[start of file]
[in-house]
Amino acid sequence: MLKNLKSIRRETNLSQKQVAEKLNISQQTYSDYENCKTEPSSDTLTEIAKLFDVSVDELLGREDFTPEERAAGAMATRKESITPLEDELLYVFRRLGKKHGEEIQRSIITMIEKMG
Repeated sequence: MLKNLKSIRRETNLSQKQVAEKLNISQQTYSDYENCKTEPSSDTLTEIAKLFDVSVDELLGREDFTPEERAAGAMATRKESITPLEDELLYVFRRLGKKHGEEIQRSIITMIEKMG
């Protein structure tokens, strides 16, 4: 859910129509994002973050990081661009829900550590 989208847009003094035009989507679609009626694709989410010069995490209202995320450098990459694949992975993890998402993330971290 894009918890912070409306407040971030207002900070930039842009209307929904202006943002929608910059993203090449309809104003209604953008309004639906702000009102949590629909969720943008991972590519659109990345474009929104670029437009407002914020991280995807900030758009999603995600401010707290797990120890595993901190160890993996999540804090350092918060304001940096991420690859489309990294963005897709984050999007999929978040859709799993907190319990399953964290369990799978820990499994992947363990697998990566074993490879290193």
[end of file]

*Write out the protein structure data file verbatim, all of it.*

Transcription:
[in-house]
Amino acid sequence: MLKNLKSIRRETNLSQKQVAEKLNISQQTYSDYENCKTEPSSDTLTEIAKLFDVSVDELLGREDFTPEERAAGAMATRKESITPLEDELLYVFRRLGKKHGEEIQRSIITMIEKMG
Repeated sequence: MLKNLKSIRRETNLSQKQVAEKLNISQQTYSDYENCKTEPSSDTLTEIAKLFDVSVDELLGREDFTPEERAAGAMATRKESITPLEDELLYVFRRLGKKHGEEIQRSIITMIEKMG
């Protein structure tokens, strides 16, 4: 859910129509994002973050990081661009829900550590 989208847009003094035009989507679609009626694709989410010069995490209202995320450098990459694949992975993890998402993330971290 894009918890912070409306407040971030207002900070930039842009209307929904202006943002929608910059993203090449309809104003209604953008309004639906702000009102949590629909969720943008991972590519659109990345474009929104670029437009407002914020991280995807900030758009999603995600401010707290797990120890595993901190160890993996999540804090350092918060304001940096991420690859489309990294963005897709984050999007999929978040859709799993907190319990399953964290369990799978820990499994992947363990697998990566074993490879290193």